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How can I tell if a diet book will help me lose weight?

 Americans spend almost $600 million on self-help books each year, with diet books leading the pack. While self-help is big business, it is, alas, not always a scientific business. Of the estimated 5,000 self-help books published annually, the vast majority are published without any controlled research documenting their effectiveness as self-help. It’s a mess out there, friends.

But several strategies can help you select the best resources and avoid the clunkers:
  1. Don’t choose a book because of its cover or title. Publishers spend huge sums of money to create splashy covers and develop attention-grabbing advertising campaigns. Become an intelligent consumer by going beyond the glitzy cover and the fancy ads.
  2. Avoid books that focus primarily on celebrity testimonials. Don't purchase something just because Movie Star X hawks it. Is that how you would select treatment for a serious medical problem?!
  3. Select a resource that makes realistic claims. Most weight problems do not arise overnight, and most can’t be solved overnight.
  4. Examine the research evidence reported in the book. Hardly any self-help books, by design, contain elaborate research citations. However, authors of the most effective resources typically summarize their research evidence and list research sources in an appendix or endnotes.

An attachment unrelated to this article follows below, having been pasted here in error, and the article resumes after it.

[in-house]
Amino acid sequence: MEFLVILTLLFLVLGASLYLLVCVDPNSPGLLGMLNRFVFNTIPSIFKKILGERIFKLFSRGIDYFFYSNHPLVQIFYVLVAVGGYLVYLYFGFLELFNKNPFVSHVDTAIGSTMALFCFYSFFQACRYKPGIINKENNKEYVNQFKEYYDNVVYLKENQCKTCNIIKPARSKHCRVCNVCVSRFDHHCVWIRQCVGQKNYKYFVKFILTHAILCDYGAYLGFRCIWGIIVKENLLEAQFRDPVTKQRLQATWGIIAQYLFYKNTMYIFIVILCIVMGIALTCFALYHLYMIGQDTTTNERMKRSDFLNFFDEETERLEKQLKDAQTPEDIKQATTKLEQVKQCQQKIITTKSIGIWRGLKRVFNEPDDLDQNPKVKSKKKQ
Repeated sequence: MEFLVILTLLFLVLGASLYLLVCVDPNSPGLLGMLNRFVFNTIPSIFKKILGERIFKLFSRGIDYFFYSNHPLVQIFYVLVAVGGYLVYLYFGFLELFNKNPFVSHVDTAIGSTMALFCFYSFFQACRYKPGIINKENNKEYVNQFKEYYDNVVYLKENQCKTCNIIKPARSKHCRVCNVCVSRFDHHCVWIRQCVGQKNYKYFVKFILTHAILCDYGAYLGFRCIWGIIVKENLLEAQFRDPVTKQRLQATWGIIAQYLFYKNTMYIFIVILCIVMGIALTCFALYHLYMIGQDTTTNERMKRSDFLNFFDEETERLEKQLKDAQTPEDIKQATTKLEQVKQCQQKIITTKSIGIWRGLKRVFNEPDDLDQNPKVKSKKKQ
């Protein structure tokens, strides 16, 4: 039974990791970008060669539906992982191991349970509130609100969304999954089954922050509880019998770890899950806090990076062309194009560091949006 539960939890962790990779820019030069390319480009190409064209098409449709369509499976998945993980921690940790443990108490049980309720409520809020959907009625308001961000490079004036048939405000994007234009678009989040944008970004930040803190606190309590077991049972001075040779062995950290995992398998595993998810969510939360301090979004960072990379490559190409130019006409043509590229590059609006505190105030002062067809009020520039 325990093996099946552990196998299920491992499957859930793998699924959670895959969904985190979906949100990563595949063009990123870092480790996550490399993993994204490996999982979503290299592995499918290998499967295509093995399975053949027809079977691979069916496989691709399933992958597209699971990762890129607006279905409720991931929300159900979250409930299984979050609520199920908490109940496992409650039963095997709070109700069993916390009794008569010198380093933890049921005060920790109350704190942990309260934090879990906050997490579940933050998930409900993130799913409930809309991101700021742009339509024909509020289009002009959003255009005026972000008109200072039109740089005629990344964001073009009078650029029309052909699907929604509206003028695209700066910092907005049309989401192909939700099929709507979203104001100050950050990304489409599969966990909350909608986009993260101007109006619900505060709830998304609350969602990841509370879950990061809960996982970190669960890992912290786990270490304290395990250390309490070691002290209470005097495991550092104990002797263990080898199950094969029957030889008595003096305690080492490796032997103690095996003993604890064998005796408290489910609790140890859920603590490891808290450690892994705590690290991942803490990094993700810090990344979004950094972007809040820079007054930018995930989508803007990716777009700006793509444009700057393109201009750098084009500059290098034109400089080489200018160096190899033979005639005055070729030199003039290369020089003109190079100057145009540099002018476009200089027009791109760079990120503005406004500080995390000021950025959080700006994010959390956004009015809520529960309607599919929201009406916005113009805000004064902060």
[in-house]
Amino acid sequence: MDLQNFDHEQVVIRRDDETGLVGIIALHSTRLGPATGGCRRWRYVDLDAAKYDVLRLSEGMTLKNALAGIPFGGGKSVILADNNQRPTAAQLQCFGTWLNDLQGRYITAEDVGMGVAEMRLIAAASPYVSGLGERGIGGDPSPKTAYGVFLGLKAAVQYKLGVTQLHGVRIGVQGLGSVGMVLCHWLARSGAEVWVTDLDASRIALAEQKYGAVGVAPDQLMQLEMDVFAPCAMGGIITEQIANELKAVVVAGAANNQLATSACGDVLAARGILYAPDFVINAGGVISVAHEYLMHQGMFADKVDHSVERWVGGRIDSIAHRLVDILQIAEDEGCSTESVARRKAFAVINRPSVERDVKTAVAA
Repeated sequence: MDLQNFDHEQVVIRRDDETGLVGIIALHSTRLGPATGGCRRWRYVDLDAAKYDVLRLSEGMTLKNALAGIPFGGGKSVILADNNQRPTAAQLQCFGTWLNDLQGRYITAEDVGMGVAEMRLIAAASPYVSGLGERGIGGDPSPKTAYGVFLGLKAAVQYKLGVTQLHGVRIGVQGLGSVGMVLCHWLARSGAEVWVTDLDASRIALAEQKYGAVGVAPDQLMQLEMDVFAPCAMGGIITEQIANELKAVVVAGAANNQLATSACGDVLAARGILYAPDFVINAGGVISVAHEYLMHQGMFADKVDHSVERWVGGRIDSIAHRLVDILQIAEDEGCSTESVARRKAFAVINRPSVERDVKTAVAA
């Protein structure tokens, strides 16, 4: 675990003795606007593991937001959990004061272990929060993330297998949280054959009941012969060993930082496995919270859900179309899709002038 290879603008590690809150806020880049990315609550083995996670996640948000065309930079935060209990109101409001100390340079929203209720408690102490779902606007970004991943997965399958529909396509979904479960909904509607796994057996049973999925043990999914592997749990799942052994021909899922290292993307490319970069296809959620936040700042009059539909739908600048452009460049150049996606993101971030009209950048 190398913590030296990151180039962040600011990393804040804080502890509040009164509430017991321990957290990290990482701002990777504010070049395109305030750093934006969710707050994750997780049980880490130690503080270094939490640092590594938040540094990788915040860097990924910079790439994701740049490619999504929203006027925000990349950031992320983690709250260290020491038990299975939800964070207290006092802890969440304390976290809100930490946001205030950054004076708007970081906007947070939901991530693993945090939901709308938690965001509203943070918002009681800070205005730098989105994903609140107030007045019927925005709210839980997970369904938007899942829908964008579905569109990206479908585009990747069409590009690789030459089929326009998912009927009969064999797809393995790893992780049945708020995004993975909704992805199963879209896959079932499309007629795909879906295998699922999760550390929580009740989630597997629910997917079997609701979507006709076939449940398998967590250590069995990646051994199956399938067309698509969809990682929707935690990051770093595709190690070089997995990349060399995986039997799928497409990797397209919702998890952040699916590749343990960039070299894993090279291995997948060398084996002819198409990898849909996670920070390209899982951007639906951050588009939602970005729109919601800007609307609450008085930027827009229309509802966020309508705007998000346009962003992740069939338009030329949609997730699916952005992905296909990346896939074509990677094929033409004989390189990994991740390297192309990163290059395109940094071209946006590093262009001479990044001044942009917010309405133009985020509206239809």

5. Favor self-help that has been tested as self-help. That does sound crazy, doesn’t it? But “clinically tested” usually means that the methods work in the hands of a professional -- we have no way of knowing whether those methods are effective on your own at home. The strategy, then, is to look for evidence that the self-help works as, well, self-help!
  6. Select books that recognize weight problems are caused by a number of factors and have multiple solutions. A variety of self-change methods will assuredly be more useful than a solitary technique.
  7. Choose a book that clearly explains its limitations. Effective self-help books clearly state their limits: which individuals should not use them and when their use is, in fact, contraindicated.
  8. Check out the author’s educational and professional credentials. Most of the best diet books and Internet sites are written by licensed professionals.
  9. Be wary of authors who reject the conventional knowledge. Some diet authors attack weight-loss professionals as being too conservative, too concerned with scientific evidence. Consider such attacks a red flag, and avoid these authors.
Changeology: 5 Steps to Realizing Your Goals and Resolutions

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Changeology: 5 Steps to Realizing Your Goals and Resolutions

Is there a scientific formula you can follow to change your life? Change is hard. But not if you know the 5-step formula that works whether you’re trying to stop smoking or start recycling. Dr....

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Important: This content reflects information from various individuals and organizations and may offer alternative or opposing points of view. It should not be used for medical advice, diagnosis or treatment. As always, you should consult with your healthcare provider about your specific health needs.